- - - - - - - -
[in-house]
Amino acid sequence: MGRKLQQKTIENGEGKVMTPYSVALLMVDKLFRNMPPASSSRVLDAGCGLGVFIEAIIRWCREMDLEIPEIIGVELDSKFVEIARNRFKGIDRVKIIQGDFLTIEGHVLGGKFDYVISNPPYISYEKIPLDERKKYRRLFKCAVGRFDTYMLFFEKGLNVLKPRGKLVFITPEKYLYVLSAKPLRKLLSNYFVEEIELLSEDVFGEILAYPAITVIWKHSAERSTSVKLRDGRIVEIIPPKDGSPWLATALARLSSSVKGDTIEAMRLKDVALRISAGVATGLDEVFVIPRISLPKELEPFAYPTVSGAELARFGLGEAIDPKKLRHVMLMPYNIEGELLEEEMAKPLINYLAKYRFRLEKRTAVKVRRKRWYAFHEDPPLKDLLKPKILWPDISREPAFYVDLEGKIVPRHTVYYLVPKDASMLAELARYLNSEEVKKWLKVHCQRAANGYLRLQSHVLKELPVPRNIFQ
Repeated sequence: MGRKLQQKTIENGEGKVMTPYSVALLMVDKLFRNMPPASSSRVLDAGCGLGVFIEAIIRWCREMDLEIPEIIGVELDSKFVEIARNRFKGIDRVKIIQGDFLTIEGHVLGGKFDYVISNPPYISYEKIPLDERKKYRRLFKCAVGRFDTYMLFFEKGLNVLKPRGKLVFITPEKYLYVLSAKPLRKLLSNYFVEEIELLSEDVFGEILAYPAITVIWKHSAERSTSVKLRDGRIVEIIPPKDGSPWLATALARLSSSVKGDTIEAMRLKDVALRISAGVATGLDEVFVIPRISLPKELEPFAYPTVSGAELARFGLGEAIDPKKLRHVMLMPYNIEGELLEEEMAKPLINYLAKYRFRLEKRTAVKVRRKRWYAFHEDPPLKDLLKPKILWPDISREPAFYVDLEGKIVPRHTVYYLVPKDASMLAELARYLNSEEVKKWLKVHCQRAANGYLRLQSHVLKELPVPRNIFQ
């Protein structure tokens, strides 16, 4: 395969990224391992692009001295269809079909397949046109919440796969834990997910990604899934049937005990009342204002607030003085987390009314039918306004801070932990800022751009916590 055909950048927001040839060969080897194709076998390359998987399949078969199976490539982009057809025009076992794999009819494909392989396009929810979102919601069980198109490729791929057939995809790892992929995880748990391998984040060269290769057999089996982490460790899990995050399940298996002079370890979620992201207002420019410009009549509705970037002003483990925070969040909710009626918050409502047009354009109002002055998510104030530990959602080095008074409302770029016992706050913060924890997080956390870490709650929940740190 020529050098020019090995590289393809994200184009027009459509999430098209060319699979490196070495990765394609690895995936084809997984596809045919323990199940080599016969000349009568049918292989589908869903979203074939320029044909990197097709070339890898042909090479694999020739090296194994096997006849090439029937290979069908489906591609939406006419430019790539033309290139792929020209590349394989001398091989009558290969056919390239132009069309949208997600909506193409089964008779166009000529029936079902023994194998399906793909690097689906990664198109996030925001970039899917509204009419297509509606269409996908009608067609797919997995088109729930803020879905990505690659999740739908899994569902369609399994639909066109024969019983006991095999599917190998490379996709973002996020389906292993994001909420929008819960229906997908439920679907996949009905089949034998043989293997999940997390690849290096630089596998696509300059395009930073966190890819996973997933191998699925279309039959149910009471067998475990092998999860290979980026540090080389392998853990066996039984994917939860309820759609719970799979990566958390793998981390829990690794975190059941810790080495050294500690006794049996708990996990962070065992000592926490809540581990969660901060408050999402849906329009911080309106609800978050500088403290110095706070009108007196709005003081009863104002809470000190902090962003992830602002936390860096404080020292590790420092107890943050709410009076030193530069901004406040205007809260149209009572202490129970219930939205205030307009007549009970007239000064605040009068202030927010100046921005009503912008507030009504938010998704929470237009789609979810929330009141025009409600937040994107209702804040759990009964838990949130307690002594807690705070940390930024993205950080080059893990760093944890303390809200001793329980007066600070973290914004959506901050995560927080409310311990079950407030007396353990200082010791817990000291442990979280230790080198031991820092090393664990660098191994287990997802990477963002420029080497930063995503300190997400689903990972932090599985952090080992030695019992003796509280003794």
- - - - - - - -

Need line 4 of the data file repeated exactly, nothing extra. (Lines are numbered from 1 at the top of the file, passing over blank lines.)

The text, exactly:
């Protein structure tokens, strides 16, 4: 395969990224391992692009001295269809079909397949046109919440796969834990997910990604899934049937005990009342204002607030003085987390009314039918306004801070932990800022751009916590 055909950048927001040839060969080897194709076998390359998987399949078969199976490539982009057809025009076992794999009819494909392989396009929810979102919601069980198109490729791929057939995809790892992929995880748990391998984040060269290769057999089996982490460790899990995050399940298996002079370890979620992201207002420019410009009549509705970037002003483990925070969040909710009626918050409502047009354009109002002055998510104030530990959602080095008074409302770029016992706050913060924890997080956390870490709650929940740190 020529050098020019090995590289393809994200184009027009459509999430098209060319699979490196070495990765394609690895995936084809997984596809045919323990199940080599016969000349009568049918292989589908869903979203074939320029044909990197097709070339890898042909090479694999020739090296194994096997006849090439029937290979069908489906591609939406006419430019790539033309290139792929020209590349394989001398091989009558290969056919390239132009069309949208997600909506193409089964008779166009000529029936079902023994194998399906793909690097689906990664198109996030925001970039899917509204009419297509509606269409996908009608067609797919997995088109729930803020879905990505690659999740739908899994569902369609399994639909066109024969019983006991095999599917190998490379996709973002996020389906292993994001909420929008819960229906997908439920679907996949009905089949034998043989293997999940997390690849290096630089596998696509300059395009930073966190890819996973997933191998699925279309039959149910009471067998475990092998999860290979980026540090080389392998853990066996039984994917939860309820759609719970799979990566958390793998981390829990690794975190059941810790080495050294500690006794049996708990996990962070065992000592926490809540581990969660901060408050999402849906329009911080309106609800978050500088403290110095706070009108007196709005003081009863104002809470000190902090962003992830602002936390860096404080020292590790420092107890943050709410009076030193530069901004406040205007809260149209009572202490129970219930939205205030307009007549009970007239000064605040009068202030927010100046921005009503912008507030009504938010998704929470237009789609979810929330009141025009409600937040994107209702804040759990009964838990949130307690002594807690705070940390930024993205950080080059893990760093944890303390809200001793329980007066600070973290914004959506901050995560927080409310311990079950407030007396353990200082010791817990000291442990979280230790080198031991820092090393664990660098191994287990997802990477963002420029080497930063995503300190997400689903990972932090599985952090080992030695019992003796509280003794």